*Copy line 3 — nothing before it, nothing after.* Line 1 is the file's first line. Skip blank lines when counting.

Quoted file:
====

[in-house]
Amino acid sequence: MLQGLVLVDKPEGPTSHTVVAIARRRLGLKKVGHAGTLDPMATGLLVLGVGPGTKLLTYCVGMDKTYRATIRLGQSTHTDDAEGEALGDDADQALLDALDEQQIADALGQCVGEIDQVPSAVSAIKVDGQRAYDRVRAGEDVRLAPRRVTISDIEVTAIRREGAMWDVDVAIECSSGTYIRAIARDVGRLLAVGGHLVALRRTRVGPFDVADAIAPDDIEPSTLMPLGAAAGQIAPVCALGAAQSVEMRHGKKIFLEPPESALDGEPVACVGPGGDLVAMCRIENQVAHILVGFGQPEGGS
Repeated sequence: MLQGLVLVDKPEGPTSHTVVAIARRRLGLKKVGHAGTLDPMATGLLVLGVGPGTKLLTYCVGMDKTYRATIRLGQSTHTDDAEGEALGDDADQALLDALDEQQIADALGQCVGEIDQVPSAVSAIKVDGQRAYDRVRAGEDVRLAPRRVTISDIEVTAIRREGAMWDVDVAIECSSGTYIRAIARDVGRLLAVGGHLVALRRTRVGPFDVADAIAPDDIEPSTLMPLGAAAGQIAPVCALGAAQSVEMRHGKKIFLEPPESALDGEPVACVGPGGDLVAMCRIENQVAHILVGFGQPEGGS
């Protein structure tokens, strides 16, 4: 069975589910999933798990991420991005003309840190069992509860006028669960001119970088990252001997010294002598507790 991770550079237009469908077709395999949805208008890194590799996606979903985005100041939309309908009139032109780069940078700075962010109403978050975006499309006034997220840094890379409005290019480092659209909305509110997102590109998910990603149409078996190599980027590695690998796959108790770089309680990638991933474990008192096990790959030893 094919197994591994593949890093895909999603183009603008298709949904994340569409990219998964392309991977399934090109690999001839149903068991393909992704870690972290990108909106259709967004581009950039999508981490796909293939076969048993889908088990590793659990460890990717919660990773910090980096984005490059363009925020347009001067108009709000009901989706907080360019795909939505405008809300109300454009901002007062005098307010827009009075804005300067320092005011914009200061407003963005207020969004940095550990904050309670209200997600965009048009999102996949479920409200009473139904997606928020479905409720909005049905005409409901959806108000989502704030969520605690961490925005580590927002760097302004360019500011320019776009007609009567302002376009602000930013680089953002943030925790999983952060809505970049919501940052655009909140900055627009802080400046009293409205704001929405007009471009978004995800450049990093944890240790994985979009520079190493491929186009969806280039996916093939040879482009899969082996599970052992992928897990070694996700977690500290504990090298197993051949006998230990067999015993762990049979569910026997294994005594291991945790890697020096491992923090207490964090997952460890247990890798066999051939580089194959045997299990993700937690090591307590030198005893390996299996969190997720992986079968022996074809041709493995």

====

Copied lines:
Repeated sequence: MLQGLVLVDKPEGPTSHTVVAIARRRLGLKKVGHAGTLDPMATGLLVLGVGPGTKLLTYCVGMDKTYRATIRLGQSTHTDDAEGEALGDDADQALLDALDEQQIADALGQCVGEIDQVPSAVSAIKVDGQRAYDRVRAGEDVRLAPRRVTISDIEVTAIRREGAMWDVDVAIECSSGTYIRAIARDVGRLLAVGGHLVALRRTRVGPFDVADAIAPDDIEPSTLMPLGAAAGQIAPVCALGAAQSVEMRHGKKIFLEPPESALDGEPVACVGPGGDLVAMCRIENQVAHILVGFGQPEGGS